Tag Archives: blind character

Romancing the Duke, by Tessa Dare

18 Feb
Cover for Romancing the Duke; white woman with black hair in an updo, wearing red gown with a deep neckline. Some stone walls and crenelations in the background.

Anther review, another historical romance; this time, the first title in the Castles Ever After series. 1 (Also, apparently my first review of a Tessa Dare book, which I find baffling.)

Reader beware: parents neglecting, using, and abusing their children; graphic sex on page, and the looming threat of declaring a character insane and committing them to an asylum.

Continue reading

Blind Passion, by Bonnie Dee

27 Apr

Blind PassionIt had been a while since I had read one of Ms Dee’s stories, even though I have liked all the ones I’ve read. Then, a couple of weeks ago, I was looking for something else on amazon and realized that this novel was free (still is, as of this writing).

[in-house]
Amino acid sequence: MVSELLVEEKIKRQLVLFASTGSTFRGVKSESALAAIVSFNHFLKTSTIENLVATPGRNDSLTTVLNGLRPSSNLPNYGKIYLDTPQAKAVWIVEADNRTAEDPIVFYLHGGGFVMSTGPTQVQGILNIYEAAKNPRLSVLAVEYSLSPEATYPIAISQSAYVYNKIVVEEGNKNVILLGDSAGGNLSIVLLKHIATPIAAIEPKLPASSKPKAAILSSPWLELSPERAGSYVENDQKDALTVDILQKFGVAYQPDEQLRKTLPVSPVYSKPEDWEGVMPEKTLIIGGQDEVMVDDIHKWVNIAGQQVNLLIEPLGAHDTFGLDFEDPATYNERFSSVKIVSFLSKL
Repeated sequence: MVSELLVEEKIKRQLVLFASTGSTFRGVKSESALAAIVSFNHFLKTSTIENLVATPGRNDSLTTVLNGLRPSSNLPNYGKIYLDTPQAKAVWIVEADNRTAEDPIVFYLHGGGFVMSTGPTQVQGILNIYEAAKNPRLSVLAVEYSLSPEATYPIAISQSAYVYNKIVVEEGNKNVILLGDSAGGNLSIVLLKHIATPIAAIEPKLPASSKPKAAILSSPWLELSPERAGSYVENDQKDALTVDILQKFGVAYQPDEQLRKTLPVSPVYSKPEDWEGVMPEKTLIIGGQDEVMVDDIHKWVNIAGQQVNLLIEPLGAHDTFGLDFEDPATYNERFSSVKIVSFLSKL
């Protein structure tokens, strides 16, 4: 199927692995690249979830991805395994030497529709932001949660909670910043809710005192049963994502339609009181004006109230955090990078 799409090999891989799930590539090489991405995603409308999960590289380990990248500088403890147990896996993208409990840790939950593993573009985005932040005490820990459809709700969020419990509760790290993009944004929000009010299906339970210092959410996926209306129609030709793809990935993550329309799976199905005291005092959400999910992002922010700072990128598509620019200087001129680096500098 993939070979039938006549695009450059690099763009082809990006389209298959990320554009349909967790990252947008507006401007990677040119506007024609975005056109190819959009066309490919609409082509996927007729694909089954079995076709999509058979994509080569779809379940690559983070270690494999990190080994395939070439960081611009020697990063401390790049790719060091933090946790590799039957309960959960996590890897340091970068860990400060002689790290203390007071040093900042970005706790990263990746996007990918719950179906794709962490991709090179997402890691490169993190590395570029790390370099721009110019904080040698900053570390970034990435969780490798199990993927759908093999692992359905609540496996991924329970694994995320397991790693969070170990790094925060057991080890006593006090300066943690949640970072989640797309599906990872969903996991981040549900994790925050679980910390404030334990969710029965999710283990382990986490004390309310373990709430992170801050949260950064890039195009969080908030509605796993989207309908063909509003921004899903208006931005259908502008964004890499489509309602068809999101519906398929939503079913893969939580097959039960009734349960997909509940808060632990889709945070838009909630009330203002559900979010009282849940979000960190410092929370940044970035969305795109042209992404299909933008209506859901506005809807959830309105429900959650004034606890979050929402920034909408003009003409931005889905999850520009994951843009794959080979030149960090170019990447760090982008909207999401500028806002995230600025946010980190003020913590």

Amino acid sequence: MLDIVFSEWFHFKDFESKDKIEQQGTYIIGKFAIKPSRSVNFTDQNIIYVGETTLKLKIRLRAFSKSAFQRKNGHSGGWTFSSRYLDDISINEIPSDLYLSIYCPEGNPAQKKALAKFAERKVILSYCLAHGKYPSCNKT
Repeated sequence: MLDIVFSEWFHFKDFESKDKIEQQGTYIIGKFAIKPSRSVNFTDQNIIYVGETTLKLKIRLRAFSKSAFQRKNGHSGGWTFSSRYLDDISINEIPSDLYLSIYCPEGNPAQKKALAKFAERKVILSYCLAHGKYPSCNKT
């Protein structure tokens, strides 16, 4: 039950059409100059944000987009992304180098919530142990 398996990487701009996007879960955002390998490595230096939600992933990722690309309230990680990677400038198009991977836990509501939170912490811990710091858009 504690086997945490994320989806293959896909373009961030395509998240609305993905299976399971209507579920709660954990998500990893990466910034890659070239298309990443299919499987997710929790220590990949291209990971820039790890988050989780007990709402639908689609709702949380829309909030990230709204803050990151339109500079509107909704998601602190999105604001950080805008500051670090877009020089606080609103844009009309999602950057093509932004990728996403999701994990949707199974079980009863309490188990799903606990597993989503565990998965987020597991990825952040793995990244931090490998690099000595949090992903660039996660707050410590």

I read the blurb and one clicked–not realizing this is yet another New Adult novel, with alternating first person points of view.

I have mentioned a few times that I’m absolutely not a fan of this particular subgenre of romance, so I was not very enthused as I started to read, but it is Ms Dee, and I really like her work, so I continued reading…and then looked up, a hundred pages later.

So here you have my review.

Blind Passion, by Bonnie Dee

This category length novel is the first story in the Wyatt Brothers quartet. A sweet romance, though with a bit more explicit language, it’s set in Chicago, and the protagonists are both in their early twenties.

Leah, our leading lady, has lost her sight due to a head injury sustained in a car crash, and is still struggling to adapt to her new reality as someone with a pretty major disability. J.D. has recently been discharged from the Army, after first being captured by the Taliban, and then rescued by fellow soldiers–some of which died during the operation. He suffers from PTSD, which he combats by taking prescription medication while mostly eschewing the benefits of actual therapy.

Here’s the blurb from the author’s website:
Continue reading